The pandemic may have us locked us down again but life – and love – goes on and, after an enforced break, Scotland’s registry offices have continued to celebrate the happiest days during the darkest times.
The Edinburgh Registrar’s Office for Births, Deaths and Marriages was among those lying empty during lockdown. Weddings were postponed, citizenship ceremonies moved online and new parents stayed at home with their babies, instead joining a growing waiting list for birth registrations.
The daily death toll, however, continued to rise dramatically as Covid-19 claimed hundreds of lives across the city. From their living rooms, home offices and kitchen tables, a small but dedicated team of 20 registrars worked seven days a week to achieve a heart-breaking but essential task – accurately registering every death across Edinburgh to inform the Scottish Government’s daily Covid-19 figures.
Presiding over it all has been Karen Watson, registration service manager, who cannot thank and praise her hard-working team highly enough for their continuing efforts, especially as her main office in the city’s Old Town has now reopened to new families and brides and grooms.
“Everything changed in 24 hours but we had to think on our feet and keep going. Sleep became a rare occurrence but it’s starting to feel like we’re coming out the other side of it,” said Karen, 57, who has worked in the registrar team for 40 years.
In April alone, the team registered 654 deaths, more than double the amount from 2019. “Early on, the sheer volume of death registrations was very upsetting. It is also one of the most rewarding parts of the job, to know you’ve helped someone through that difficult process, especially when someone has passed away before their time,” she said.
“My team has been tremendous.”
Now back in the office, Karen’s registrars have been working through a huge backlog of birth registrations, and making sure brides and grooms finally make it to the altar.
“We were facing a backlog of over 2,000 birth registrations since March,” said Karen.
“We were given 24 hours’ notice that weddings were back on outdoors in June. It was incredible how quickly, with the help of our council colleagues in parks, we were able to create a lovely venue in Dunbars Close Gardens. Couples have been so grateful that we’ve made their wedding possible.”
One positive lasting legacy of Covid-19 is a streamlining of processes that Karen hopes to make permanent, including registering deaths over the phone.
“There has probably been more positives for us than negatives in terms of the way we work,” she said. “People had to register deaths in the office but doing this over the phone, in the comfort of their own home, is easier for those who are bereaved. I hope it’s something we can continue.”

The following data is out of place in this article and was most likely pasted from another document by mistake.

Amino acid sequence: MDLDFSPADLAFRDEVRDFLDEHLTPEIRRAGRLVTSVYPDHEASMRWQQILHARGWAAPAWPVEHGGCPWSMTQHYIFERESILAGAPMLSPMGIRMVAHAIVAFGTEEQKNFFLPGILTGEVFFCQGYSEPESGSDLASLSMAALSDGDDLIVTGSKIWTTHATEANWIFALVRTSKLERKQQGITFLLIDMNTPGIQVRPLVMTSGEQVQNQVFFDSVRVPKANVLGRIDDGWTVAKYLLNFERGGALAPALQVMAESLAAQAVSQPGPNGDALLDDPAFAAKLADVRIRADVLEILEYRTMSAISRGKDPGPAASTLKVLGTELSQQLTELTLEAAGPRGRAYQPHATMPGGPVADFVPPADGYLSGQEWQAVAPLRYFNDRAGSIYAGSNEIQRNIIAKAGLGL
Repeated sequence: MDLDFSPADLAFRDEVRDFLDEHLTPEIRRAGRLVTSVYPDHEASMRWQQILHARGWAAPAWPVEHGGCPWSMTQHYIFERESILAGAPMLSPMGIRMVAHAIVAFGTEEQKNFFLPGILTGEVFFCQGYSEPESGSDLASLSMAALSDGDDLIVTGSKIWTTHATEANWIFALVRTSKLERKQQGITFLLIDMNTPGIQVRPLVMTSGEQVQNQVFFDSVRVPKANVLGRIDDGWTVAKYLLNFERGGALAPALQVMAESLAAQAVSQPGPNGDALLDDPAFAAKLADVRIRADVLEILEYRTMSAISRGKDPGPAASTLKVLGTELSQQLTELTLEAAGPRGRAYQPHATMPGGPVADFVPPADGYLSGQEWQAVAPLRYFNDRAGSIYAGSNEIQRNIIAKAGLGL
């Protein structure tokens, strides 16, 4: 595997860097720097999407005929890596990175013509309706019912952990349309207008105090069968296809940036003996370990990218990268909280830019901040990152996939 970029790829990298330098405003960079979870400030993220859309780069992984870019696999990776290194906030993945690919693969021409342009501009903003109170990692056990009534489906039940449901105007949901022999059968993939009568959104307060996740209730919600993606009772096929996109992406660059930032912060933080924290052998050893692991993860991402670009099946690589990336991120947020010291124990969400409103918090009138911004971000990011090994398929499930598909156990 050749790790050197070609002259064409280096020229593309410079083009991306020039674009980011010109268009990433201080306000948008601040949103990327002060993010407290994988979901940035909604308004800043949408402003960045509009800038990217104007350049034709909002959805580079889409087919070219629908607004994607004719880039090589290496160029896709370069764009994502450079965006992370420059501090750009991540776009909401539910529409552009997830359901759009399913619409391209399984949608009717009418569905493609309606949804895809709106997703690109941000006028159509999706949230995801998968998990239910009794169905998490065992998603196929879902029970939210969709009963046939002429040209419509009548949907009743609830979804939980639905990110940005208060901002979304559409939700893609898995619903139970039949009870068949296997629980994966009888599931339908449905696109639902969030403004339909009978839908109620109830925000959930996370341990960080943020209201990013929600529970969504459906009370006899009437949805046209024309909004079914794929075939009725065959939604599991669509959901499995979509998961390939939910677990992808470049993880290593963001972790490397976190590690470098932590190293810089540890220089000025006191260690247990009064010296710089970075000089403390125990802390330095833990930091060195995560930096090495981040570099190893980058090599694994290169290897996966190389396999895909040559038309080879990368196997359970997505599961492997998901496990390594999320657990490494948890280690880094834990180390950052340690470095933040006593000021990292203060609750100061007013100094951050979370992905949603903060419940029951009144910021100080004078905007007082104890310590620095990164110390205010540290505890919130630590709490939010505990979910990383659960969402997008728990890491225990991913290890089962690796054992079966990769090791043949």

Newlyweds Jessica and Ethan emerge hand-in-hand from the Alexander Suite of the Edinburgh Registrar’s Office, thrilled and relieved to be married at last.
After a whirlwind of cancelled wedding venues due to Covid, the young couple have travelled 160 miles from Holmfirth, West Yorkshire to tie the knot in a small ceremony in front of close family.
“I feel so relieved and happy to finally be married. It’s been such a rollercoaster,” says Jessica, 20, her dress glittering in the blazing September sun.
“Planning a wedding is stressful at the best of times but we’re onto our third date and sixth wedding venue. A reception venue cancelled just last week but my mum found us another one. It has been stressful but it was actually easier to plan a wedding in Scotland,” she says.
The couple, who have been together for five years and got engaged in January, originally planned to marry on September 18 at a local Yorkshire vineyard, with 60 day-guests plus another 60 for the evening reception.
“We’ve no idea when coronavirus will be gone, so we decided to get married and have part two when things calm down. At least we won’t be as nervous,” adds the bride.
On their first visit to Edinburgh, the couple married in a traditional ceremony. At least the unpredictable Scottish weather was on their side. “We’ve planned so many different weddings,” says the groom, Ethan, 21. “At least we’ve been lucky with the weather.”
Although marrying in masks, perfectly designed to match Jessica’s dress and Ethan’s suit, was a surreal experience, the couple say their ceremony was perfect, and praise the Edinburgh Registrar’s Office for ensuring their day went as planned.
“One of my biggest worries was wearing a face mask walking down the aisle. I was worried about my makeup! It was surreal but at least we could take them off to say our vows,” adds Jessica.
Social distancing restrictions meant only 12 guests could attend the ceremony, which was live-streamed to other family members and friends via the video conferencing app, Zoom. Ethan’s grandad, Keith, watched the wedding on his phone outside in the courtyard. “It’s a shame but I don’t mind. I’m just so happy for them,” he says, beaming with pride.